Amon Düül IIWolf City
    Almost on the flip side of the esoteric Malesch, Wolf City is a high point for the bewildering morass of musicians that comprise the legendary collective. From the get-go, the album seems to be taking a serious stab at mainstream rock appeal. The thundering intro, “Surrounded By The Stars” has falsetto warbling in English, Mellotron flourishes, power-chord bashes, and even some fiddle soloing. If this thing had made it across the Atlantic, I'd bet Rush would try to book them as an opener. However, the bombast doesn't last, at least not in a mullet-friendly form. The album slowly progresses into more familiar territories of experimentation and inward exploration, recalling early Hawkwind's hypnotic jam sessions. Though certain care is taken to keep it all in the realm of listener-friendliness. Bright, airy, and somewhat catchy melodies mark tracks like “Wolf City” and “Wer Der Wind...”, “Sleepwalker's...” especially is a brilliant synthesis of the classic Kosmiche formula with the spirit and harmony of northern progressives like Yes and (Peter Gabriel's) Genesis. The big surprise of this album is “Deutsch Nepal”, an odd sort of synthesizer march with someone rambling in German in the background. I'd guess it's some sort of joke, but not knowing German, couldn't say.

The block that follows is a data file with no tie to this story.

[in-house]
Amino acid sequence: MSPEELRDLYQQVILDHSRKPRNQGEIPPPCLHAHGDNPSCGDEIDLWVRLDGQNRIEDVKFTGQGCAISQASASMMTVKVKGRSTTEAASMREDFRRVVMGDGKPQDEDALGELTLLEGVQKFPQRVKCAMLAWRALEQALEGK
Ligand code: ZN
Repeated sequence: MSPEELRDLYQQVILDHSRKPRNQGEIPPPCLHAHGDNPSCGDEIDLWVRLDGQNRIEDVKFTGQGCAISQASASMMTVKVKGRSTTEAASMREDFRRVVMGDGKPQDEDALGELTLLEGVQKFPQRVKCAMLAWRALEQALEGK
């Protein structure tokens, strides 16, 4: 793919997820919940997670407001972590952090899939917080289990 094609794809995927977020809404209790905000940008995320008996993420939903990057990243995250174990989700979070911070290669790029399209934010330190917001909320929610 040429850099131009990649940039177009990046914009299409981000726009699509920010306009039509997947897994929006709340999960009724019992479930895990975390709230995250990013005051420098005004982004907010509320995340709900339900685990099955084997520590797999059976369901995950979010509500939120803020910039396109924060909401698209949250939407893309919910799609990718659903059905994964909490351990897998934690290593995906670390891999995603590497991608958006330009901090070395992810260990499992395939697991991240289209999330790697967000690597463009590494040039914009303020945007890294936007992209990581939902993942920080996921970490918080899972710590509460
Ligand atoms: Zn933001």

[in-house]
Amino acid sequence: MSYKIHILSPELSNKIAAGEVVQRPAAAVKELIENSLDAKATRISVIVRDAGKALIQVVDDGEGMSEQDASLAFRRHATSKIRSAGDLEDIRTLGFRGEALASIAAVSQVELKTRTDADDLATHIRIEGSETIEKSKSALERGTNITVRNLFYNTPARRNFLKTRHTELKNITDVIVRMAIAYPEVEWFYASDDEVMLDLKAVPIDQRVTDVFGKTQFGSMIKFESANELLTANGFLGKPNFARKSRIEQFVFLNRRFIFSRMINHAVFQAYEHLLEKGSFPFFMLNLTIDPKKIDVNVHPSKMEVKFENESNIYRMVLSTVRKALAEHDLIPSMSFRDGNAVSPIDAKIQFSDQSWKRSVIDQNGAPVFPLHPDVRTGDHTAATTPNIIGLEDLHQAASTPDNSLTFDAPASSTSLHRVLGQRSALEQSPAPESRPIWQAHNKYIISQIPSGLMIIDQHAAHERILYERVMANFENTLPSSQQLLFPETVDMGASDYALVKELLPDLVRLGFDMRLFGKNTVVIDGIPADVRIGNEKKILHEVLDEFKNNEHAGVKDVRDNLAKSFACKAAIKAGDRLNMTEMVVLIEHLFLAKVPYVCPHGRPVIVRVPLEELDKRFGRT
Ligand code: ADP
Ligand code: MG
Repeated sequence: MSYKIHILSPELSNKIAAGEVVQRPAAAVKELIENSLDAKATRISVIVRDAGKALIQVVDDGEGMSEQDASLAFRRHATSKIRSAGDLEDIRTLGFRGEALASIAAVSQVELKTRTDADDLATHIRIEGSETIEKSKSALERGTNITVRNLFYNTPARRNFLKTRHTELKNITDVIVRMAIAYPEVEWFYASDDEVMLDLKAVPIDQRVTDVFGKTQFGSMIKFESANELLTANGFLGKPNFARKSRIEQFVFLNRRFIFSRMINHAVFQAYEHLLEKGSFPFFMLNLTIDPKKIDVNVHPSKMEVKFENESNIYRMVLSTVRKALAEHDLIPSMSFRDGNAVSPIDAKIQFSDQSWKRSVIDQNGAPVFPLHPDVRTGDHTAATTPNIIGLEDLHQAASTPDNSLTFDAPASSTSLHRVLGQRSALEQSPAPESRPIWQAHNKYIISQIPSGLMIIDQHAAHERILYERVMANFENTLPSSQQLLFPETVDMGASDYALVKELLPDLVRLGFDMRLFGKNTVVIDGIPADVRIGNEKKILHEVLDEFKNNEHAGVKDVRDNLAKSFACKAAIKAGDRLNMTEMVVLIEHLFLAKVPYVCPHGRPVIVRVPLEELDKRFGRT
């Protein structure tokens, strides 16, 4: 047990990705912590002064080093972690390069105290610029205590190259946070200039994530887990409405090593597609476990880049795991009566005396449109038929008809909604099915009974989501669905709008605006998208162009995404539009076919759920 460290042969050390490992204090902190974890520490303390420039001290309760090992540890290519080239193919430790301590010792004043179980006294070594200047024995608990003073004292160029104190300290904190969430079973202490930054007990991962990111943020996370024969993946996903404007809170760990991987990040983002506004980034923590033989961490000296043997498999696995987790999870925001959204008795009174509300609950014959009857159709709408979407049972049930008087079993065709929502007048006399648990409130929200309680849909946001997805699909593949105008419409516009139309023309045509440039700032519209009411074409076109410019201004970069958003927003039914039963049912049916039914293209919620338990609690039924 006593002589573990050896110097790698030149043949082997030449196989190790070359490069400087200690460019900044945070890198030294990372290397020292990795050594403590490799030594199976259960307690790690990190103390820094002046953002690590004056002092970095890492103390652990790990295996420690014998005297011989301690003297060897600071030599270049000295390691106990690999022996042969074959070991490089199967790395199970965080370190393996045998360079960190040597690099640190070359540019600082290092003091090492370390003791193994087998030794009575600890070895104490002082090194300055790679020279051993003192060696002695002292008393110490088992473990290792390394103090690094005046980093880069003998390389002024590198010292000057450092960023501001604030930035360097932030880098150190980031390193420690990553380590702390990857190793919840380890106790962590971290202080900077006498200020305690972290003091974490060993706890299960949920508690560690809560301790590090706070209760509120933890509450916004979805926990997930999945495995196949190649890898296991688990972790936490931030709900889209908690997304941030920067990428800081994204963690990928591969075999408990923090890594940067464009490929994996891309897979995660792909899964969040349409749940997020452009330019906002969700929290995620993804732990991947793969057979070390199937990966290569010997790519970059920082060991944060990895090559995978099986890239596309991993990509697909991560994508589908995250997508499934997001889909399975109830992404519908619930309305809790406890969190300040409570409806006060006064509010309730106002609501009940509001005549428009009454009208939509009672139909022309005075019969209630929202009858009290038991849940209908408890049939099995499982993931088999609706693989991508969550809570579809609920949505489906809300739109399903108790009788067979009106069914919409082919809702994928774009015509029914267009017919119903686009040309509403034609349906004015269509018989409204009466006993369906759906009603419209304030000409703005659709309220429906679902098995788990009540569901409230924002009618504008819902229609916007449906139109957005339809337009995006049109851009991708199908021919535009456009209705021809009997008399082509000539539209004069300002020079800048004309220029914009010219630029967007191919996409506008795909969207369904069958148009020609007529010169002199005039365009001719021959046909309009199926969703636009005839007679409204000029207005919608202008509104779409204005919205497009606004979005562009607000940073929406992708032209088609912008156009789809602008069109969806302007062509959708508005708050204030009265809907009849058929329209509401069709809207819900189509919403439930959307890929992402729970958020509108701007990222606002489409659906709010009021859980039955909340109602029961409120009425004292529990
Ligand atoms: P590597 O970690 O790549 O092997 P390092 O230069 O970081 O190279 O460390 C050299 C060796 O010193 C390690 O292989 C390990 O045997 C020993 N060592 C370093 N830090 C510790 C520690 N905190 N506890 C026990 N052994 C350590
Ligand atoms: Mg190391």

DuelsThe Barbarians Move In
    About the only general statement I can make about this record is that I've never heard one album go in so many directions at once. There's strings, pianos, trip-hop beats, huge overdubbed choruses, folksy acoustic parts... If this sounds like the work of some hideous emo-prog screech-peddlers, fear not. It's not quite as bad as that. Though there's places where Duels can certainly stand to tone it down, on a whole this is a quite listenable album, and one of the more unique of its kind that I've heard. The opener “The Furies” is sure to whet the appetite, twangy guitars, and subsonic bass giving it an almost Morricone-y desert feel, with singer Jon Foulger sounding an awful lot like he of Thin White Rope. Later on though, their energy becomes a little too channeled into aforementioned canned vocal blasts and cliche-tronics. It's like if the Editors took bumps to the head, and thought they were Muse for about 15 minutes. But they do regain their voice later in “This Year's Man”, offering more moody, driven, stripped-down melange. The song following it is possibly the best on the album, starting with an electronic ambience almost like an ER, and slowly building with quiet pleas for a final sacrament, then crescendoing with a triumphant return to life, and all with little more than a bass, acoustic guitar, and voice.

    As of this writing, The Barbarians Move In is available in its entirety as a free download from the band's website.
  • Record Reviews 1

    Fev 1 2009, 20h12

    Bardo Pond - Lapsed